The Food and Drug Administration (FDA) says that pseudoephedrine is also an ingredient in the production of methamphetamine, and medications that contain the ingredient are frequently used in illegal meth production.
In 2006, the Drug Enforcement Administration (DEA) began to enforce the Combat Methamphetamine Epidemic Act of 2005, which regulated over-the-counter sales of medications that contain pseudoephedrine. The act includes provisions that oversee how medications containing pseudoephedrine are sold, stored and how sales are recorded.
According to the law, customers are restricted to purchasing no more than 3.6 grams of products containing pseudoephedrine per day, and no more than nine grams over a 30-day period. A person could buy one box of Sudafed Sinus 12 Hour Pressure + Pain to reach the daily limit, or could buy two 48-count boxes and one 24-count box of Sudafed Sinus Congestion to purchase exactly 3.6 grams of Sudafed.
Medications containing pseudoephedrine must also be stored in an area that customers can’t access. That’s why they are often sold from behind the pharmacy counter or found in locked cabinets.
Although pharmacists are required by federal law to keep a logbook of purchases of medicine containing pseudoephedrine, that same law does not require there be a national database linking each pharmacy’s logs together. Even so, states, pharmacies and a data company called Appriss Insights partnered to create a national database used by most states and pharmacies.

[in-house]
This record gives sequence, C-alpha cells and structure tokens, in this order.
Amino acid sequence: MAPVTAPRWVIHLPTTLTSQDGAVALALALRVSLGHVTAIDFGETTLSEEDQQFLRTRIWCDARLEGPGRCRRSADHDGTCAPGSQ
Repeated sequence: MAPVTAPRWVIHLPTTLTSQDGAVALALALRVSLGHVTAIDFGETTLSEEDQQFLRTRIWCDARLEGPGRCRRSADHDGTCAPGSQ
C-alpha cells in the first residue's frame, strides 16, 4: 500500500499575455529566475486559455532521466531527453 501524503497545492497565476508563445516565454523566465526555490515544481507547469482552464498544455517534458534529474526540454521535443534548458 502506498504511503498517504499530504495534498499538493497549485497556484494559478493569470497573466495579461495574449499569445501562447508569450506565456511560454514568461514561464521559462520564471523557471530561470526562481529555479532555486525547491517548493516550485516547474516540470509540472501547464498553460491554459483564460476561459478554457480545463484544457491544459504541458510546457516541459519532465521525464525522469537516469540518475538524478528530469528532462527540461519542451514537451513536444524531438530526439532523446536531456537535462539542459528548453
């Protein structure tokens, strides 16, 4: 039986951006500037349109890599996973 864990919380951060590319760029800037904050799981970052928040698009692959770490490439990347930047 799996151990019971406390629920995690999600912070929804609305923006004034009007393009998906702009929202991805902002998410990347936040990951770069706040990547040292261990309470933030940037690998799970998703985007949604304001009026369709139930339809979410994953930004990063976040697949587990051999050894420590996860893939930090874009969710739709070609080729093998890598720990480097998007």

Appriss Insights developed the National Precursor Log Exchange (NPLEx) in 2006 to help states comply with the Combat Methamphetamine Epidemic Act. According to Appriss, NPLEx has been used by 38 states to comply with the act, as well as two other states which use it voluntarily. Appriss estimates it tracks 80% of pseudoephedrine transactions throughout the U.S.
There are no federal laws that limit how many firearms a person can purchase.
The National Rifle Association (NRA), which publishes a summary of current federal gun regulations, does not list any federal limit on the number of firearms a person can purchase. The Giffords Law Center, a nonprofit that advocates for stricter gun laws, says there is no federal limit on the amount of guns an individual may purchase at any one time.